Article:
By Nelius Mostert
We were just finishing our December issue and I was still recovering from the scars I had sustained from my “rat race”, when Jenny de Villiers called and invited me to visit her and her family on their farm Blinkwater, just outside Vaalwater.
So that Friday at two o’clock I turned my trusted 2.4 diesel north on the N1, my wife, Trudie, and our two-year-old daughter, Shamoné, with me for company. Our timing was perfect, for there was almost no traffic and we settled in for a comfortable cruise. We had only really started to enjoy the scenery when we took the off-ramp at Kranskop toll gate and turned towards Nylstroom (Modimole) and Vaalwater ... Read more
Weiter Raum has its origin from the German words 'Weiter Raum' meaning 'wide open spaces' which refers to the lovely high lying and open typography of the Estate.
This upmarket, exceptionally huge property is situated in the malaria free Marico Busveld with its breathtaking views.
The 1693 ha. consists of 54 full title stands spread across the fully fenced property on which there is a diversity of bird and animal life.
The pre-determined guidelines set up by the Home Owner's association assists you in setting up and building the dream home you always wanted...Read more
This time of the year we bow hunters start getting that “feeling” that it is going to be a good season. You wake up one morning and as you open the door and step outside you smell it. Fall is in the air and the hair in your neck rises, sending a chill of excitement down your spine.
Memories of past hunts come flashing by. You can smell the wetness of the grass and the leather of your armguard, and you feel the familiar smoothness of the bow in your hand and the comfort of the string pressing on the inside of your arm.
I have known about Pieter McCord and Ibala-Bala for some years now. Rean Steenkamp, publisher of Africa’s Bowhunter, told me a lot about this place he visits at least twice a year. As a matter of fact, over the last three years he has invited me time and again to accompany him. But on the one hand I never seemed to be able to synchronise my diary, and on the other I never want to join a group of hunters of more than about six. Their groups are already larger than twelve and crowds are what I want to leave behind in the city... Read more
Africa’s Bowhunter recently visited Cheetah Safaris, a 5000-hectare game reserve 260 kilometres from Pretoria. Publisher Rean Steenkamp gives a review of his stay on the ranch and how he shot a blue wildebeest with his recurve. “This rain is worth thousands of rand” said Hendrik Liebenberg, while sitting with me in the blind. “We might not get a shot at any animal because of this, but this rain will take the farm deep into the winter.” However, an animal did come – the next afternoon, about an hour before sunset. Actually quite a number had come in, but they did not stay long enough or did not present a flank for an ethical shot ... Read more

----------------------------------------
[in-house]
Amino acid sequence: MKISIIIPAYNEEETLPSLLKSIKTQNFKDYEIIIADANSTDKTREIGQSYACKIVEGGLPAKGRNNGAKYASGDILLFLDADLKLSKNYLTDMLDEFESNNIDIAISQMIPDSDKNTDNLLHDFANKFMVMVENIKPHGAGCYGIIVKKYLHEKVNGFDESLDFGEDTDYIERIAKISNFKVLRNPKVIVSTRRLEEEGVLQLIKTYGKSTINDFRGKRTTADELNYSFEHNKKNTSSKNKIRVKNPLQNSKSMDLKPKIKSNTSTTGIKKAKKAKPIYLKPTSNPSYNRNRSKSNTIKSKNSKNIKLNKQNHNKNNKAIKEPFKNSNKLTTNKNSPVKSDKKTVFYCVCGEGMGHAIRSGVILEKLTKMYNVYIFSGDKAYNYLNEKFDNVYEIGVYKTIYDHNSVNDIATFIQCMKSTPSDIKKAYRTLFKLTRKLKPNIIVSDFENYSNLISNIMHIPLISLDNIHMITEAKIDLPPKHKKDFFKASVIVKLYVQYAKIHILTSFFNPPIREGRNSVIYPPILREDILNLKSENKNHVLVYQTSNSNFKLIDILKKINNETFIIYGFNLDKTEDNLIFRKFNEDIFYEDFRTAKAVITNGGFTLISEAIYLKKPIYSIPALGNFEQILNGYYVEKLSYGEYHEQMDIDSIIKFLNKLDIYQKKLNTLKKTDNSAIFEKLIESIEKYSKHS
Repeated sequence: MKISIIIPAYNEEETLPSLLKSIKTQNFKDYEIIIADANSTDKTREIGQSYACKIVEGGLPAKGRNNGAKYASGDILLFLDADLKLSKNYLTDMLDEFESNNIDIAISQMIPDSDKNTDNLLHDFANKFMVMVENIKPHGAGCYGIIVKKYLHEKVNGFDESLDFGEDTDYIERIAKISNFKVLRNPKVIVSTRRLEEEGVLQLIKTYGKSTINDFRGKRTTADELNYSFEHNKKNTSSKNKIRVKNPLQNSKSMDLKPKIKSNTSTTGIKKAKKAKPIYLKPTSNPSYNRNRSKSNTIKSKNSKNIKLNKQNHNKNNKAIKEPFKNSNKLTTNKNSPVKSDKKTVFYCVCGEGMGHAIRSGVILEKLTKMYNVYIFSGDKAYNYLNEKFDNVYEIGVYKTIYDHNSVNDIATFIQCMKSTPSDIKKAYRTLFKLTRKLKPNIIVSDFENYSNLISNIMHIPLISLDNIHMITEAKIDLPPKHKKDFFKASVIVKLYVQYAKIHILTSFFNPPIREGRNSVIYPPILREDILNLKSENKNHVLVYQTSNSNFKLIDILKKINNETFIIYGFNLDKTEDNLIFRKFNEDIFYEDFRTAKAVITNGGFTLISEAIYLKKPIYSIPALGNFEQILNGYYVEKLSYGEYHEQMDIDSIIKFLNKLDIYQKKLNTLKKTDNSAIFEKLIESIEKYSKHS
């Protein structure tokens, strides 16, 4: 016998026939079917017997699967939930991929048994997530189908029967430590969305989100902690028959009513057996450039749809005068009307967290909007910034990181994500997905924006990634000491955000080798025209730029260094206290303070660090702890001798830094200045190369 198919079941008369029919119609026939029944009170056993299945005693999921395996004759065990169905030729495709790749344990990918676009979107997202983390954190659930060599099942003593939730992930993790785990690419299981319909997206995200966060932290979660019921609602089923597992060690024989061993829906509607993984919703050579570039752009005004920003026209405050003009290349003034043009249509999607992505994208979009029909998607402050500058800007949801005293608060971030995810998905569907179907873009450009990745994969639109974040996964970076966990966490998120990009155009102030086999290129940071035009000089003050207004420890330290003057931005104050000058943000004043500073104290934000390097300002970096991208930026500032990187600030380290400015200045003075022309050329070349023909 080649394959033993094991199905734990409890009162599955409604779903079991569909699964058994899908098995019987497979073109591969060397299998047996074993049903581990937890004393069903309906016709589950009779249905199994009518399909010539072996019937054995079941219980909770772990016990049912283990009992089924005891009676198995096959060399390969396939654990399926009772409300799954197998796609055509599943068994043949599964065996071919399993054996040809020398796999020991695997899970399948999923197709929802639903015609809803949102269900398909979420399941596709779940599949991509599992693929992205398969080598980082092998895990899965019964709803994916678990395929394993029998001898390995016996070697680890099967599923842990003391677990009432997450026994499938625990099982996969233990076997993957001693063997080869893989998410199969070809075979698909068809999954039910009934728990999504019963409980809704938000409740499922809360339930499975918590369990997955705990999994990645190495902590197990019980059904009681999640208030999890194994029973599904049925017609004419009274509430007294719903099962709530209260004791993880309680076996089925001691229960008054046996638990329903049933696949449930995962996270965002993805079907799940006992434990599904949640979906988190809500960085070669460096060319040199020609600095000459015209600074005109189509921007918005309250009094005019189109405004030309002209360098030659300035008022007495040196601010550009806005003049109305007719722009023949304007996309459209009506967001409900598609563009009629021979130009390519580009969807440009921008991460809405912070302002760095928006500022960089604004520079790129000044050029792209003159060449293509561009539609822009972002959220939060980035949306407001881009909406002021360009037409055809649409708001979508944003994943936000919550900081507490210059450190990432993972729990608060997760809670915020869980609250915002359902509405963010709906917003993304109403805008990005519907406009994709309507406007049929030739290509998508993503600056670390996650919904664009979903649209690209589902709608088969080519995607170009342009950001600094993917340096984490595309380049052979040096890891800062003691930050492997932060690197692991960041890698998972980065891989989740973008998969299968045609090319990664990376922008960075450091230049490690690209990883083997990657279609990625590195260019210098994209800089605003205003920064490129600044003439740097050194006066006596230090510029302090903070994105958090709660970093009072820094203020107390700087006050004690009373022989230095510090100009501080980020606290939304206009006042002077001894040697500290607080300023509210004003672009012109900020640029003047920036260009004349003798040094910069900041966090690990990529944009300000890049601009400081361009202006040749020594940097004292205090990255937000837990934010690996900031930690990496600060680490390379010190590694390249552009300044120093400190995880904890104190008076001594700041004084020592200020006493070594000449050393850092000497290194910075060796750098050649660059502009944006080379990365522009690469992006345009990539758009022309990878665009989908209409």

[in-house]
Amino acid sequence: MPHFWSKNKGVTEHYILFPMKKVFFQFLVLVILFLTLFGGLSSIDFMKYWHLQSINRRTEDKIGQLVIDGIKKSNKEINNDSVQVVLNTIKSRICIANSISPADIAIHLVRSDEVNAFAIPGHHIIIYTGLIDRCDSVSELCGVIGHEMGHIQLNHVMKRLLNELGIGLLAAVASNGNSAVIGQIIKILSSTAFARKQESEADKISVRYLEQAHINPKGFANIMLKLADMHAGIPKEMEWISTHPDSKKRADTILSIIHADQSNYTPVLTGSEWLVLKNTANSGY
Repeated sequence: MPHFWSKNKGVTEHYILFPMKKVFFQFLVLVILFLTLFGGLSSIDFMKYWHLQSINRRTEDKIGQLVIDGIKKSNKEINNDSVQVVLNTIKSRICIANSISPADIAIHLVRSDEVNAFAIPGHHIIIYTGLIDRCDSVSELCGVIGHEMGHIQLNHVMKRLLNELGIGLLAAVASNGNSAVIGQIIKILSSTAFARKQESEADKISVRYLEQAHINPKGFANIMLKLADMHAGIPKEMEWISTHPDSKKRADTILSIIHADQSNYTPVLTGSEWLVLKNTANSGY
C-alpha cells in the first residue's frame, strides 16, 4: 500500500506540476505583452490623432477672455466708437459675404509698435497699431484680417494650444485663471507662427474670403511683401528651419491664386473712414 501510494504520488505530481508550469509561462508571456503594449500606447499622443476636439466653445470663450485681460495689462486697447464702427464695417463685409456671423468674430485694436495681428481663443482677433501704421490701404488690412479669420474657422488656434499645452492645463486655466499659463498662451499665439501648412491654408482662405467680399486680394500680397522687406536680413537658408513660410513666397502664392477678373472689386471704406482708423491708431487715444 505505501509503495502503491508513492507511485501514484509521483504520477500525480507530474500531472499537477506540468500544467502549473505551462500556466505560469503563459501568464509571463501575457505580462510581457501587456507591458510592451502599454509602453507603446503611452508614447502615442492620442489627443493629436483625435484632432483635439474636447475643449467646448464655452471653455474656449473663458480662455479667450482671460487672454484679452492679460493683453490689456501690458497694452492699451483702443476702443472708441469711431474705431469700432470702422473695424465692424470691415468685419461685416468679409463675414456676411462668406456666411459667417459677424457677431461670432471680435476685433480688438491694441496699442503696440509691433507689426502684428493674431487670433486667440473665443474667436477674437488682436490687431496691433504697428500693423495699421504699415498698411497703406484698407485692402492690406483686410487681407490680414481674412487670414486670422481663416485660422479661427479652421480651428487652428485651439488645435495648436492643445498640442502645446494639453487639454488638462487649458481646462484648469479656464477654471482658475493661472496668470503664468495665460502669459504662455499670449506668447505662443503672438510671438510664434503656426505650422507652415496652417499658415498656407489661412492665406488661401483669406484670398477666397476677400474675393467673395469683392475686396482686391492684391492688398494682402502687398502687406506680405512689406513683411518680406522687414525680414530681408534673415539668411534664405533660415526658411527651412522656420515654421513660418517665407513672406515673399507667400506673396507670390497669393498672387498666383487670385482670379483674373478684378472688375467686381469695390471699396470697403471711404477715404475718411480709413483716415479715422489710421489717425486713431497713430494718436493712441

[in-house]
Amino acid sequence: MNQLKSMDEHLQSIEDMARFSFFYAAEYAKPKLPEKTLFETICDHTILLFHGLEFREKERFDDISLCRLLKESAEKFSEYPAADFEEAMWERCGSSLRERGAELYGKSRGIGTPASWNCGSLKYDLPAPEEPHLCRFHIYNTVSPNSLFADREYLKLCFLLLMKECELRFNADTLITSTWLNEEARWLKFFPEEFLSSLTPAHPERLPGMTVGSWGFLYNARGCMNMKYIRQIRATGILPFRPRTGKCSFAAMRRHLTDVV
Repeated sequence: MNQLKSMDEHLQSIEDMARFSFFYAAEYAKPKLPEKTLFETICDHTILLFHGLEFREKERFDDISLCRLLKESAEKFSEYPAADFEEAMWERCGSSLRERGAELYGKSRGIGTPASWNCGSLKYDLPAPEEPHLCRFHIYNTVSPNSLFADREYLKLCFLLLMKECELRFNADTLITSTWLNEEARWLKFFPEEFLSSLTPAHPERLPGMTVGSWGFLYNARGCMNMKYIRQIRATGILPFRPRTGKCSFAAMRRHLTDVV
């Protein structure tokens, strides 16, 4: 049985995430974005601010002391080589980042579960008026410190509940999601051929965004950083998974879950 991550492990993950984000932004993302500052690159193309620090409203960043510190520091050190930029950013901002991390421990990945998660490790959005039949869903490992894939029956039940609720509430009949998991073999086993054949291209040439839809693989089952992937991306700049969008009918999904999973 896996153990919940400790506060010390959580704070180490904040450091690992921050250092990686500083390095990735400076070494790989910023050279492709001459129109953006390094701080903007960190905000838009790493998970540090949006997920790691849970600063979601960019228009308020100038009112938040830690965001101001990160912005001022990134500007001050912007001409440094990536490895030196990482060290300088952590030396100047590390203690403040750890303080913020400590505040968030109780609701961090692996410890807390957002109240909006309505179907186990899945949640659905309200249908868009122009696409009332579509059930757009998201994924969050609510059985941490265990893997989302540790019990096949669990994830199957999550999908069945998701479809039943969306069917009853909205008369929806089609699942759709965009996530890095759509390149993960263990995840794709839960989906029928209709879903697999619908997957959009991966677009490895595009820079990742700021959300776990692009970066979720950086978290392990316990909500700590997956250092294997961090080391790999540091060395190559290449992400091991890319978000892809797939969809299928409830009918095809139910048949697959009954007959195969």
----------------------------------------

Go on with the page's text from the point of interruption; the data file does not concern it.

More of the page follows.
Klein Kunkura – varied, versatile, and vibrant
Hennie Meyer describes a tourist resort-cum-game farm that offers the tourist or bow hunter a really unique experience.
Klein Kunkura is a 500-hectare game farm situated near Nylstroom (Modimolle) in the greater Waterberg hunting area. The farm is in a malaria-free area, a mere 180 kilometres from OR Tambo airport. The farm was purchased 12 years ago by Tom Fraser, CEO of the Villa Crop Protection agrochemicals group, and he and his family then developed it into a nature conservancy. The Frasers’ main aim was to offer visitors a unique, revitalising outdoor experience. They incorporated, amongst other features, activities such as game drives, 3D hunting competitions, conferencing, birdwatching, hiking trails, snake-behaviour workshops, and fishing into their business model. Guests are encouraged to identify and familiarise themselves with the diversity of plant and birdlife on the Waterberg. A list of resident game species, birds and plants is available, giving visitors the opportunity to tick them off as they go along... Read more
Nimeng Safaris – a quiet place
Nelius Mostert of Fieldsparrow writes about his experiences during a visit to Nimeng Safaris in February this year.
My trusted double-cab’s wheels hummed a song and cool air blew in through the open window as I drove north on the open road toward Vivo – and more importantly, Nimeng Safaris, where I knew another adventure awaited me. As always, calmness beset me the moment I passed the last buildings and signs of city life.